On the way home, I reflected on the past couple days. First, that I had fortunately completed my monthly backup the week before the crash. I might lose the butterfly image edits, but nothing else. The RAW butterfly images were still on the SD card in the camera and I could re-edit the couple pictures I had worked on. Then the sticker shock associated with a new computer hit, quickly replaced by the excitement of having a better system that would accomplish tasks more efficiently with data storage that was better technology than the old.

In the next few days, I got out and took some pictures. I hiked up to the Kings Canyon Waterfall west of Carson City, got some shots of the steam powered locomotives at the Nevada State Railroad Museum, drove up Ebbetts Pass to see how far it was open, and recorded some of the flowers in our back yard. Without the computer, the mages sat in the cameras calling to me – we want to be edited! I had to ignore them, but it was difficult.

As time went by without a computer, I thought about when we bought our first computer in 1982 – an Apple IIe. My lovely bride was a junior high teacher and Apple had wisely put their systems into classrooms, then offered teachers a discount for buying a computer for home use. It only made sense to have the same computer at home as she had at school. As I recall, we paid more for that IIe than I did for my new machine. Of course, in 1982 dollars that was a lot of money. I gotta tell you, though, that that Apple was awesome. It had a huge (12″, I think) monitor with pixelated text. The keyboard was built into the computer case. Data storage was accomplished using bulky drives wired to the back of the computer case, and we had a case of 5-1/4 Inch floppy disks next to the computer.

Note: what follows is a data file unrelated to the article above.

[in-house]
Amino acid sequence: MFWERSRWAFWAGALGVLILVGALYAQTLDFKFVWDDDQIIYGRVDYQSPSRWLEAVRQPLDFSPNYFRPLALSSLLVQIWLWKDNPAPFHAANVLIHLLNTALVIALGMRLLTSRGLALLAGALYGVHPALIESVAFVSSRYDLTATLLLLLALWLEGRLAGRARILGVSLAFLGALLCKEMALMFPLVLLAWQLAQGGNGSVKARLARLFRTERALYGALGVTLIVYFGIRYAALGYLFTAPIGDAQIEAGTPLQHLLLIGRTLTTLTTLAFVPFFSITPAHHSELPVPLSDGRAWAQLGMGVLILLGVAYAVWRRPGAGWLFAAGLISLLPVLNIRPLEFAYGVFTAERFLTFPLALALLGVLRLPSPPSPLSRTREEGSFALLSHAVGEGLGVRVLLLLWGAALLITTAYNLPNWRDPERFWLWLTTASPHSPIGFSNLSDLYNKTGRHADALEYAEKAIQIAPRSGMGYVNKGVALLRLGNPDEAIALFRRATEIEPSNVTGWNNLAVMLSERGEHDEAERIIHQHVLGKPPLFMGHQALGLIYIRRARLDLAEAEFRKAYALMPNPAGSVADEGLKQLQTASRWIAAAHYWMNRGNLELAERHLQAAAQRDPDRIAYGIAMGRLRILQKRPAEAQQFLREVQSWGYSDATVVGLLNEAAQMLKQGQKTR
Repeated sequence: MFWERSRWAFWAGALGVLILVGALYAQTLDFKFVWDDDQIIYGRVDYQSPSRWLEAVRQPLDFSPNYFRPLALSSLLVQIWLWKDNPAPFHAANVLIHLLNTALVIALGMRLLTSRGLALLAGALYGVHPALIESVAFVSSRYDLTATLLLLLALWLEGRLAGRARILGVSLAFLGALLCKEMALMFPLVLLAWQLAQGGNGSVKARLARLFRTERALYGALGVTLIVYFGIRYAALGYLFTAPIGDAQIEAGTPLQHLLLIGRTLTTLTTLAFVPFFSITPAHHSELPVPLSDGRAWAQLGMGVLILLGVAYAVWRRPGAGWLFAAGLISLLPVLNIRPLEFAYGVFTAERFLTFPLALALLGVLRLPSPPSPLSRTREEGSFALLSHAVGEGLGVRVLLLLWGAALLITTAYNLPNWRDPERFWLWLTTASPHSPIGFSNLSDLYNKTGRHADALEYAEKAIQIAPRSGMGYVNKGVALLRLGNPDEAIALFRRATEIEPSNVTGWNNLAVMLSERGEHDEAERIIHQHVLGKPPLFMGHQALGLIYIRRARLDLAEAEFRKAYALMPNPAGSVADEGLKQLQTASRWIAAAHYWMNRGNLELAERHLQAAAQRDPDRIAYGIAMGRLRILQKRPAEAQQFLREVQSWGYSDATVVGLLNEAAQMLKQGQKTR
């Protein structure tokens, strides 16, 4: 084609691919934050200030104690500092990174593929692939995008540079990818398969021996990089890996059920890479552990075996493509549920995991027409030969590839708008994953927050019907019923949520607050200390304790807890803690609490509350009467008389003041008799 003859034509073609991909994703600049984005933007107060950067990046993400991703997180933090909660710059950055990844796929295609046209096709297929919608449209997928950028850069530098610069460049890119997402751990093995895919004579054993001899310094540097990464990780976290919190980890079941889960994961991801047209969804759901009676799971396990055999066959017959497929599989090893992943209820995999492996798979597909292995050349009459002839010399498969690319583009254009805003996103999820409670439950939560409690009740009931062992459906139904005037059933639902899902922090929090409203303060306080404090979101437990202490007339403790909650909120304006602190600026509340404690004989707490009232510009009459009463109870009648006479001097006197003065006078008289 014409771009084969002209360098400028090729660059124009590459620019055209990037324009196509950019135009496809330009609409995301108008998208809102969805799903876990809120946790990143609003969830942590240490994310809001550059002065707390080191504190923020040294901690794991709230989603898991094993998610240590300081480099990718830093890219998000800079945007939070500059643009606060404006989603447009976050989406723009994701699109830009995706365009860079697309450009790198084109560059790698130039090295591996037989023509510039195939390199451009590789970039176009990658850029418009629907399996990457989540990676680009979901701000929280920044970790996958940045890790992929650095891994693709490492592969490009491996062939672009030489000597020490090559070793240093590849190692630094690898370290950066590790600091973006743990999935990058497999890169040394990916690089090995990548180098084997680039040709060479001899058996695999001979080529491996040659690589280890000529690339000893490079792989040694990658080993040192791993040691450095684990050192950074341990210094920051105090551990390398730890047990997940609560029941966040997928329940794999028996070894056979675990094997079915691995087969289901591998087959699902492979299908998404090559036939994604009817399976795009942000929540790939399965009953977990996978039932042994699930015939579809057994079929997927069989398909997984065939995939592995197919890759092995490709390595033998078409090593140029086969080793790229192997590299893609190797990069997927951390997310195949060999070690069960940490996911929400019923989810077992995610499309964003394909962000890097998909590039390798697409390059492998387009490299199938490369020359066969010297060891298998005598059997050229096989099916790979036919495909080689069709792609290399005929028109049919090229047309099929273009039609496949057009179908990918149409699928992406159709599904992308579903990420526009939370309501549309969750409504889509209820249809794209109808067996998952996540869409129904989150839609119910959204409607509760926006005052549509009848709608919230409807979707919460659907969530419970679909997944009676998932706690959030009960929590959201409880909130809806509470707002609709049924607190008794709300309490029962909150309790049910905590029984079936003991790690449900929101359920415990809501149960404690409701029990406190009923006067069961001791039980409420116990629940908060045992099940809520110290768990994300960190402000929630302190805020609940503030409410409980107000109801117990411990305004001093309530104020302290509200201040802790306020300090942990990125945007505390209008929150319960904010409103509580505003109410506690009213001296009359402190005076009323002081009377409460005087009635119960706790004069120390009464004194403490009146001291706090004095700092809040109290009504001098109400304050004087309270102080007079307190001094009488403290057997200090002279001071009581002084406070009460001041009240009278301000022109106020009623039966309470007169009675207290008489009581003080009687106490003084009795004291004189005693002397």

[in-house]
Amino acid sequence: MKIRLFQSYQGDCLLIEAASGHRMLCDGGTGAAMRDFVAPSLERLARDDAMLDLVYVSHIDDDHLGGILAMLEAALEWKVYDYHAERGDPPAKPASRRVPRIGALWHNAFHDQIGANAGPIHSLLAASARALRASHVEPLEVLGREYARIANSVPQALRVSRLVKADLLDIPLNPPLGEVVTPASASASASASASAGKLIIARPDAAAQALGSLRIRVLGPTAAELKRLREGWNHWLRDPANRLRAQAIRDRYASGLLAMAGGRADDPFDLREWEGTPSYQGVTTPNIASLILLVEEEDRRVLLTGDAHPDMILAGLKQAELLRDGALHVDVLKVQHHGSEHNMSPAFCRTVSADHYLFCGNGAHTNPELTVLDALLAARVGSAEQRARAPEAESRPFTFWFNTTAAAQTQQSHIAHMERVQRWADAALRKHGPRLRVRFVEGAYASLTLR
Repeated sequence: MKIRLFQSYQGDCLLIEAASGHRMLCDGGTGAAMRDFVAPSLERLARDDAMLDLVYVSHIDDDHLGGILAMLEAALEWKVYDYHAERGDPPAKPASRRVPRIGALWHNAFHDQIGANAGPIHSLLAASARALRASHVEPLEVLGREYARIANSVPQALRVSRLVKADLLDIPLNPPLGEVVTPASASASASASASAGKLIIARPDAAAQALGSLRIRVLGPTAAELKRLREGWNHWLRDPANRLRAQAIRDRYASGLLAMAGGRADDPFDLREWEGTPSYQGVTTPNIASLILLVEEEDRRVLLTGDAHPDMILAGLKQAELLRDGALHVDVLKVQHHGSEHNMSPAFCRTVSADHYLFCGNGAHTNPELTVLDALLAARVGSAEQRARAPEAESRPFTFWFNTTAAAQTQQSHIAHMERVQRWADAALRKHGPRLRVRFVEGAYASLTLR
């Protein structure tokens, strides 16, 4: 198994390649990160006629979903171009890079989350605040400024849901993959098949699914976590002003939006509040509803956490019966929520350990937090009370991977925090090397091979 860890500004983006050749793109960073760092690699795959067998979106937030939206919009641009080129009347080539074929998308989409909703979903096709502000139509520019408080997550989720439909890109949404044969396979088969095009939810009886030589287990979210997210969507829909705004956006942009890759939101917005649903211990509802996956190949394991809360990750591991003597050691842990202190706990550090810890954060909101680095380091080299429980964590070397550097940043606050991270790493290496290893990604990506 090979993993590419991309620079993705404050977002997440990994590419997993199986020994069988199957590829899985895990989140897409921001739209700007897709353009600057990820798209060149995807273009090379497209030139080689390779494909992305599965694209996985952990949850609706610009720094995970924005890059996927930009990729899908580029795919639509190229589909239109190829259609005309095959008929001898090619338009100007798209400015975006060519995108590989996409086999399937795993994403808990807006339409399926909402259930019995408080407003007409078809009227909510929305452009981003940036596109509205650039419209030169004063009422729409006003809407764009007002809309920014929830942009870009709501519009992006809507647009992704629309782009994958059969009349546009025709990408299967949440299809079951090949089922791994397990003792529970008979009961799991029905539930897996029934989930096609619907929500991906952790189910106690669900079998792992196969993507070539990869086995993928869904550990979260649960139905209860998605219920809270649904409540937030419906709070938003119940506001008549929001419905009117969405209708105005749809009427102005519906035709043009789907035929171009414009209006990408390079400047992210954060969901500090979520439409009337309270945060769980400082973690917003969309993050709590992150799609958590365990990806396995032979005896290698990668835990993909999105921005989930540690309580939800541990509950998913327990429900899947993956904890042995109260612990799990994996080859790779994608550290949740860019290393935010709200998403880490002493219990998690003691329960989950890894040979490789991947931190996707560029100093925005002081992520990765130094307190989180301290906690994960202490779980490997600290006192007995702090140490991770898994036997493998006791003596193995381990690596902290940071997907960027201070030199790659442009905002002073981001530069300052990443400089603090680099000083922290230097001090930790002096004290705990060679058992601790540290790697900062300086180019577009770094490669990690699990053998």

We subscribed to an Apple magazine to help learn how to use a computer. The magazine contained programs for exciting things to do on your computer. I spent many hours typing in the code so I could have a digital fire on the monitor. Since keyboarding was a little different than typing, Apple included programs to teach us how to use a keyboard. Our oldest son, who was just a year old when we bought the computer, loved to use the cursor control program. There were two themes – a gnome and a bunny – each traveling in a two dimensional maze. The gnome was looking for gold and the bunny for carrots. When the gnome or bunny ran into a wall or ceiling (controlled by our son), the gnome or bunny would face you and stomp his foot. It was very entertaining to a one year old.